For years now we have sold Tegernsee Spezial at the Great British Beer Festival. As a consequence, each time I go to southern Germany, I promise myself I'll go there, to the source, to see the place for myself; each time, I overlook it and don't, but this year I did. Train from Munich to Tegernsee, five of us on a Bayern Ticket and I was sorted. Set in gorgeous countryside, Tegernsee is a large lake, 2,500 ft above sea level and about 12 miles from the Austrian border. It is more than a bit nice and it has a rather good brewery when you get fed up of all that lakey gorgeousness.
The brewery and beer hall are pretty damn big. One thing the Germans don't do by halves is beer and beery things. (Well they do do half litres, but you get my point I'm sure). The Tegernsee Brewery's record of beers sold in one day is 3600 litres. They won't run out of beer either. They keep 14,000 litres chilled and ready to go. As I said, they take their beer very seriously there.
We normally sell Spezial at the GBBF, but I started, as we all did, on the Helles. Clean, herbal and very drinkable. But that wasn't my mission. No Sir. Spezial was required and procured. It was indeed special, with a more full bodied and bitter taste and dangerously drinkable despite being 5.6%. It made the rain, which temporarily marred a lovely day, all the more bearable, particularly as we were under cover. Well most of us were. I seem to recall Tyson got a bit wet. Collateral damage if you like.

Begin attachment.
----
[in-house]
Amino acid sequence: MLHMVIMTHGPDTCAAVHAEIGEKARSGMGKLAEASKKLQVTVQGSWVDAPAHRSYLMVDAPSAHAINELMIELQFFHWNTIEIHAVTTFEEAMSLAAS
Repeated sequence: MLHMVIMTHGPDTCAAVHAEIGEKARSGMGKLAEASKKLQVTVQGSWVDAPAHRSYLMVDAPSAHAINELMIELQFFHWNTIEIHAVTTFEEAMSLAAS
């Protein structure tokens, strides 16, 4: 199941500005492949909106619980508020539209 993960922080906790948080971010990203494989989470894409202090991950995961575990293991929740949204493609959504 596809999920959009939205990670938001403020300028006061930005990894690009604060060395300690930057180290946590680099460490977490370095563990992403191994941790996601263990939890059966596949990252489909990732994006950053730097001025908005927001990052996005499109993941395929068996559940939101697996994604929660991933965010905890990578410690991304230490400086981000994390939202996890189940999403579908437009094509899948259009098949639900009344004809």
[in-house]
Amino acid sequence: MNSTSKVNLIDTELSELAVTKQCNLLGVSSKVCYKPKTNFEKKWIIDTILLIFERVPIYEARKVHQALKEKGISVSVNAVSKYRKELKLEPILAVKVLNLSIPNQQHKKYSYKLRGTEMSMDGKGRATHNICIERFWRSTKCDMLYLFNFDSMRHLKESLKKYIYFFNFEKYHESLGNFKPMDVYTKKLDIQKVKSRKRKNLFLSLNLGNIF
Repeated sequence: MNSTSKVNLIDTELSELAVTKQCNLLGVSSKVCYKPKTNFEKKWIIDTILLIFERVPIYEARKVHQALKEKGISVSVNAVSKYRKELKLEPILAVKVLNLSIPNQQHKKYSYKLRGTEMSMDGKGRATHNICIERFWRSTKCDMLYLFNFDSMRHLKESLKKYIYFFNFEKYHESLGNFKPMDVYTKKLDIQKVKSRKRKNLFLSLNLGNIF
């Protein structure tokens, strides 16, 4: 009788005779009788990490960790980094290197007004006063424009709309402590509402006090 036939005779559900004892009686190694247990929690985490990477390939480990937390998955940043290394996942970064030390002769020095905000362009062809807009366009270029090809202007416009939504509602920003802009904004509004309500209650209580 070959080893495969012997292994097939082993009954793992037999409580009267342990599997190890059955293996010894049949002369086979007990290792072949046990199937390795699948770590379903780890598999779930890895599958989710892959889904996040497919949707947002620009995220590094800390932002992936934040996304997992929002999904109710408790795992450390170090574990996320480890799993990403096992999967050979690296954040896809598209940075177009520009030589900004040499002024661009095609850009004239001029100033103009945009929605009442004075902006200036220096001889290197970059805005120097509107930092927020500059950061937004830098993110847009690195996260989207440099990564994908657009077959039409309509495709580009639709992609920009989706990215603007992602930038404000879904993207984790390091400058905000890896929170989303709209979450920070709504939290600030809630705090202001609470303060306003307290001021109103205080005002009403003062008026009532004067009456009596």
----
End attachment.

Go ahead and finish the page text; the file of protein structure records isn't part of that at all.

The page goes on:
It wasn't exactly a sentimental journey, but it was along those lines. Go there if in the area. It is very highly recommended.
Being an hour outside Munich, the beer was around a euro cheaper too.
A bit of a CV. Tandleman is a veteran beer lover, local CAMRA Chairman and activist, beer writer, beer reviewer and pursuer of all things good in beer. He lives in the North West of England and London. Despite his CAMRA membership, he does not limit himself to cask conditioned beer, though he believes that cask conditioning, when done correctly and appropriately, brings a quality to beer that is hard to equal by any other kind of presentation. He is a strong supporter of Northern methods of beer dispense and avidly detests poorly presented beer and dislikes pasteurisation. He regularly visits Germany, has conducted corporate British and German beer tastings for CAMRA at the Great British Beer Festival where he has worked for years on Biere Sans Frontieres and was Deputy Organiser at CAMRA's very successful National Winter Ales Festival in 2009, 2010, 2011 and 2012 and at the Manchester Beer and Cider Festival from 2013 to date. He admires good brewers wherever they are and has travelled extensively in pursuit of good beer to drink. He also judges beer at both the International Beer Challenge and the World Beer Awards.
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